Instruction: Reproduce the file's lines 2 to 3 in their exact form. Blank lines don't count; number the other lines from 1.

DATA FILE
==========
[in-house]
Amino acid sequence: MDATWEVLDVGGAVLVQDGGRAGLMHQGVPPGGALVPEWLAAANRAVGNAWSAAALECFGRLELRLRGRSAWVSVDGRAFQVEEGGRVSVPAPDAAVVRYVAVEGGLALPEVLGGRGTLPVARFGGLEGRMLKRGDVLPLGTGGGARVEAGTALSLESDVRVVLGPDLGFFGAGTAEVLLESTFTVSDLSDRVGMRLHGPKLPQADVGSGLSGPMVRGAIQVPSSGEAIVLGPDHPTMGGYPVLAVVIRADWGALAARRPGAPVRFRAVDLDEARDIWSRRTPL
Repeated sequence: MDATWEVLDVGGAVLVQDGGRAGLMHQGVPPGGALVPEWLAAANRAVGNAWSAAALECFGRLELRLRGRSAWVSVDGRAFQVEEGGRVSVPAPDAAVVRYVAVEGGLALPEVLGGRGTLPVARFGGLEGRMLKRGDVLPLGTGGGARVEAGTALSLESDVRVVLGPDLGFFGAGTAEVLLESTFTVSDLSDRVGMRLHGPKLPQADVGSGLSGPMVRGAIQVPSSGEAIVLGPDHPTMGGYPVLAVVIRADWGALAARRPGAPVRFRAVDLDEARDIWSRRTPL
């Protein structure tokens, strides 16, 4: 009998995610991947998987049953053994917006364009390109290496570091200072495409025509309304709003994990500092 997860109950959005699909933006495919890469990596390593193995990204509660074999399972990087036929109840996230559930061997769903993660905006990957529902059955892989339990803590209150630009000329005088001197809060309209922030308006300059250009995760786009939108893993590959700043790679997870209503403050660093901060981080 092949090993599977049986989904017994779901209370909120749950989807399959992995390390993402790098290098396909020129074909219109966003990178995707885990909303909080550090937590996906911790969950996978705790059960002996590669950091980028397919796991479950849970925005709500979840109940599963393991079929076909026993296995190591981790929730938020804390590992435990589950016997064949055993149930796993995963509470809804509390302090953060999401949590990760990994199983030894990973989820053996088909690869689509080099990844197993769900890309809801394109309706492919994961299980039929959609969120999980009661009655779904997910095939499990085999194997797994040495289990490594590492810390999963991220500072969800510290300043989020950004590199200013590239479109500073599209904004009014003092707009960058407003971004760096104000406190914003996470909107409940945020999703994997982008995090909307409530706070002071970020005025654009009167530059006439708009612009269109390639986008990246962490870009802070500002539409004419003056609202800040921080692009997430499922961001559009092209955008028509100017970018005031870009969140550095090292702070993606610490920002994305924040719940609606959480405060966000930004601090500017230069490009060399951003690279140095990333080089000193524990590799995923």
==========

Amino acid sequence: MDATWEVLDVGGAVLVQDGGRAGLMHQGVPPGGALVPEWLAAANRAVGNAWSAAALECFGRLELRLRGRSAWVSVDGRAFQVEEGGRVSVPAPDAAVVRYVAVEGGLALPEVLGGRGTLPVARFGGLEGRMLKRGDVLPLGTGGGARVEAGTALSLESDVRVVLGPDLGFFGAGTAEVLLESTFTVSDLSDRVGMRLHGPKLPQADVGSGLSGPMVRGAIQVPSSGEAIVLGPDHPTMGGYPVLAVVIRADWGALAARRPGAPVRFRAVDLDEARDIWSRRTPL
Repeated sequence: MDATWEVLDVGGAVLVQDGGRAGLMHQGVPPGGALVPEWLAAANRAVGNAWSAAALECFGRLELRLRGRSAWVSVDGRAFQVEEGGRVSVPAPDAAVVRYVAVEGGLALPEVLGGRGTLPVARFGGLEGRMLKRGDVLPLGTGGGARVEAGTALSLESDVRVVLGPDLGFFGAGTAEVLLESTFTVSDLSDRVGMRLHGPKLPQADVGSGLSGPMVRGAIQVPSSGEAIVLGPDHPTMGGYPVLAVVIRADWGALAARRPGAPVRFRAVDLDEARDIWSRRTPL